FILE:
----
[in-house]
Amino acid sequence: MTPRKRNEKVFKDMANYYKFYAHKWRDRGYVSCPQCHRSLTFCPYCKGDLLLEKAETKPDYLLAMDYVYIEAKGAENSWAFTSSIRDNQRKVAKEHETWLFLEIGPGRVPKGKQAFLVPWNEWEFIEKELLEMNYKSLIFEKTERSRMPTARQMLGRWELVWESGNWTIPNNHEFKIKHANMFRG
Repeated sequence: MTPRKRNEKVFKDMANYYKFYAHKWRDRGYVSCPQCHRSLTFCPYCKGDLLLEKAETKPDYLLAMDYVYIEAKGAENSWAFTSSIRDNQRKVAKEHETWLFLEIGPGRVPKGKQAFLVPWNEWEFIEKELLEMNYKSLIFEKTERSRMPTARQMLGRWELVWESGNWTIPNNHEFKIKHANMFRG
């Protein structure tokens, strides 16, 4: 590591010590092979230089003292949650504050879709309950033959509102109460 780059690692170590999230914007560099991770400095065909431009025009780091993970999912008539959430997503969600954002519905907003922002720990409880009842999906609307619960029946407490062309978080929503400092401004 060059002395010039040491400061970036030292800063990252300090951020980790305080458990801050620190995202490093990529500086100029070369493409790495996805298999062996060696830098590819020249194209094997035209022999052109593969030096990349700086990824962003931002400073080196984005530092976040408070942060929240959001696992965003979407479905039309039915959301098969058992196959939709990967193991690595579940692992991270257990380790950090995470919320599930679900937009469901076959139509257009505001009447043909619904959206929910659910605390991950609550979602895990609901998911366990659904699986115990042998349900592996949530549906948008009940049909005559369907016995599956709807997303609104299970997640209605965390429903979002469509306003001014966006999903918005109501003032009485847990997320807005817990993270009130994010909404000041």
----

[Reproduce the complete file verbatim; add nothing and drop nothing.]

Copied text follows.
[in-house]
Amino acid sequence: MTPRKRNEKVFKDMANYYKFYAHKWRDRGYVSCPQCHRSLTFCPYCKGDLLLEKAETKPDYLLAMDYVYIEAKGAENSWAFTSSIRDNQRKVAKEHETWLFLEIGPGRVPKGKQAFLVPWNEWEFIEKELLEMNYKSLIFEKTERSRMPTARQMLGRWELVWESGNWTIPNNHEFKIKHANMFRG
Repeated sequence: MTPRKRNEKVFKDMANYYKFYAHKWRDRGYVSCPQCHRSLTFCPYCKGDLLLEKAETKPDYLLAMDYVYIEAKGAENSWAFTSSIRDNQRKVAKEHETWLFLEIGPGRVPKGKQAFLVPWNEWEFIEKELLEMNYKSLIFEKTERSRMPTARQMLGRWELVWESGNWTIPNNHEFKIKHANMFRG
């Protein structure tokens, strides 16, 4: 590591010590092979230089003292949650504050879709309950033959509102109460 780059690692170590999230914007560099991770400095065909431009025009780091993970999912008539959430997503969600954002519905907003922002720990409880009842999906609307619960029946407490062309978080929503400092401004 060059002395010039040491400061970036030292800063990252300090951020980790305080458990801050620190995202490093990529500086100029070369493409790495996805298999062996060696830098590819020249194209094997035209022999052109593969030096990349700086990824962003931002400073080196984005530092976040408070942060929240959001696992965003979407479905039309039915959301098969058992196959939709990967193991690595579940692992991270257990380790950090995470919320599930679900937009469901076959139509257009505001009447043909619904959206929910659910605390991950609550979602895990609901998911366990659904699986115990042998349900592996949530549906948008009940049909005559369907016995599956709807997303609104299970997640209605965390429903979002469509306003001014966006999903918005109501003032009485847990997320807005817990993270009130994010909404000041």